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September 10, 2009

Comments

Kevin, I agree that it's sometimes difficult for district courts to distinguish between permissibly relying on the specification to construe claims, on the one hand, and impermissibly reading limitations from the specification into the claims on the other hand. But I don't think case illustrates that difficult - this one isn't even a close call. The claim recites an optically pure compound. The specification inherently defines optically pure as being free from the other enantiomer (100% enatiomeric excess), so there's no indefiniteness issue. And the specification teaches at least one method to make the optically pure material, viz. via HPLC, so there's no written description or enablement issue. That should have been the end of the discussion. There may or may not be other methods to make the claimed material, but that's irrelevant, because anyone who makes or possess the claimed material infringes. Note also that the spec says a separate application was filed directed to the purification method per se (although I didn't investigate the fate of that application), which would seem to auger for a process-free claim construction in the patent at issue.

Kevin,

"Quixotic jurisprudence on claim construction" eh? We are waxing "lyrical" today aren't we?

I do agree with you that the way the Federal Circuit handles claim construction can be very frustrating for district court judges. And Judge Newman has written some fairly "volcanic" dissents about how unrealistic it is to treat claim construction so much as a question of law, which is what Cybor commands. That, like this case, the Federal Circuit so often parses through the specification and file history suggests otherwise.

Dear Dan:

I don't dispute the CAFC's determination, just that claim construction is a place where reasonable people can differ. One way of looking at the spec and prosecution history is the way you and the court did. Another is to interpret the evidence as meaning that HPLC was the only way (or asserted to be the only way) to achieve this degree of optical purity. I don't know the answer, and I don't know if the district court considered any evidence on this point.

But my point is that these types of questions are best considered at trial, where testimony can be elicited on this topic. Clearly, if HPLC was but one tool in the chemist's toolbox for making optically pure oxaliplatin, then the district court made an error in putting so much weight on the fact that the patentee chose to use HPLC to go from 90% pure (the prior art) to 100% pure. But we don't know if that is the case; here, the issue was framed as one of pure claim construction.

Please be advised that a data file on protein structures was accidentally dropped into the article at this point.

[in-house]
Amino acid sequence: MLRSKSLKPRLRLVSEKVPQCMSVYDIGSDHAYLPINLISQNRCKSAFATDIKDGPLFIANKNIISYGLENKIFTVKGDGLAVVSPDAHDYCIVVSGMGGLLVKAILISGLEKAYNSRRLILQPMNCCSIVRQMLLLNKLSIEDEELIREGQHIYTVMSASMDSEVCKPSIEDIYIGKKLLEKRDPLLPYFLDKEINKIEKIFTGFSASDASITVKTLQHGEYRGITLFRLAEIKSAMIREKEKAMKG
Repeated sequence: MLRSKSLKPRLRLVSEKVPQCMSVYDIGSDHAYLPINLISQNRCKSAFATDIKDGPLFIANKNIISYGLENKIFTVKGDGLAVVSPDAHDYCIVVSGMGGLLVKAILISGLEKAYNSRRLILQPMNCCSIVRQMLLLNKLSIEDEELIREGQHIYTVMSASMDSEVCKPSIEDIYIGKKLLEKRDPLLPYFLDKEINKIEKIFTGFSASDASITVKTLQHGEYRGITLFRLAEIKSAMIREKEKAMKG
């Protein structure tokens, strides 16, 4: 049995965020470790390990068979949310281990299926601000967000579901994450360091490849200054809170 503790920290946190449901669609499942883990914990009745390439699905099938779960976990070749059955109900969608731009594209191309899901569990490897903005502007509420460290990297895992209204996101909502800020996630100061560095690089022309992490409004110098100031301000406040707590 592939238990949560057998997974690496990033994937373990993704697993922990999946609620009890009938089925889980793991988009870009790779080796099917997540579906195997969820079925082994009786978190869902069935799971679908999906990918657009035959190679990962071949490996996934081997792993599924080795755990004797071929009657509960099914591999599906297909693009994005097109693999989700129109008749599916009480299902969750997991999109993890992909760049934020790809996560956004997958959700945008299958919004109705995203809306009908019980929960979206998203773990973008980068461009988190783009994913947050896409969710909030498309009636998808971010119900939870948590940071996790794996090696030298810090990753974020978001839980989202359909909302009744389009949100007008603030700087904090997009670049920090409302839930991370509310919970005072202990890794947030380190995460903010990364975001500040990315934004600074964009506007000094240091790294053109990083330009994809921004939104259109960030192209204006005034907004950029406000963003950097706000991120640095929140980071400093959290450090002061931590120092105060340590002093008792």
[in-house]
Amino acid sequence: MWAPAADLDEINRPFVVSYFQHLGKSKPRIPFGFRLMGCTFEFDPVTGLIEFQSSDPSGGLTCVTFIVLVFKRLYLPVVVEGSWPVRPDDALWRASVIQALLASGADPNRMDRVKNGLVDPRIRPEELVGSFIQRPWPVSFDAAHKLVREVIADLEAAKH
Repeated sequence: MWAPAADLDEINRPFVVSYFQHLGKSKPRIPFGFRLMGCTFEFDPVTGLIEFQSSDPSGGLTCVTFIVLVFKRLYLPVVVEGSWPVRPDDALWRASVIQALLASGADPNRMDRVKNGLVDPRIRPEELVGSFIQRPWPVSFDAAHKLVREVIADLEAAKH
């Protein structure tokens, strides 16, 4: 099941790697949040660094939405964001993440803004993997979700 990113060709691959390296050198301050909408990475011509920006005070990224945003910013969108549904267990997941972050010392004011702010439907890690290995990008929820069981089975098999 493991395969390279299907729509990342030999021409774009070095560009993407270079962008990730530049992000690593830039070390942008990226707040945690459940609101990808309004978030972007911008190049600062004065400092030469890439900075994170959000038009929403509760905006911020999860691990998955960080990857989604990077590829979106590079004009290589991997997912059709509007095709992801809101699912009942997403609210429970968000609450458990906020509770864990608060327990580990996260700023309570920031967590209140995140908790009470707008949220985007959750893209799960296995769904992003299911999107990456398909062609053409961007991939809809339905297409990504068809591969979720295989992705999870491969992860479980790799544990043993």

Having claim construction at the district court be but a way-station to Federal Circuit review is a bad idea on many fronts. It is excessively costly, it delays final resolutions, it promotes premature summary judgment decisions, and it puts in the appellate court's hands questions that have sufficient factual predicates that some assistance from the district court might prove helpful in many cases. But why should a district court put in the time and effort to "get it right," if it knows any decision it makes will be second-guessed and likely overturned?

Finally, the current system makes patent claim meaning a crap shoot of which panel of the court you happen to get. This wasn't the increase in certainty that Congress wanted when it created the court. (Ironically, the Federal Circuit's animus against the doctrine of equivalents stems from the court's reluctance to have patentees introduce a similar level of uncertainty to patent claim "construction.")

I have no opinion about whether the district court or the Federal Circuit "got it right" - there are arguments for both positions. But I think the discussion about the process is important, so thanks for contributing.

Dear EG:

What do you have against lyricism once in a while?

Dear Kevin,

None, I was being very "tongue in cheek" on that! And I too waxed "lyrical" on the Cardiac Pacemarkers case. See IPWatchdog.

Just a thought but is the problem not that the Federal Circuit regards itself as somehow better qualified than the District Court judges to "do" claim construction properly, and that despite the factual background to claim construction, established by witness evidence at trial.

To me, from England, it seems very simple. Claim construction is a matter of law, so you need an appeal instance that is competent to lay down clear law, District Court judges who are competent to follow that law, and (to complete the virtual circle) CAFC judges who defer to competence, and reverse only when they feel they have no choice.

Otherwise, with rules that contradict each other, it's nothing but a downward spiral.

Dear Max:

No doubt, but the practice of having district court judges "sitting by designation" may help.

I think rather than a downward spiral it's more of a sine wave (or a roller coaster), but in any event the present practice doesn't promote certainty.

Thanks for the comment.

The comments to this entry are closed.

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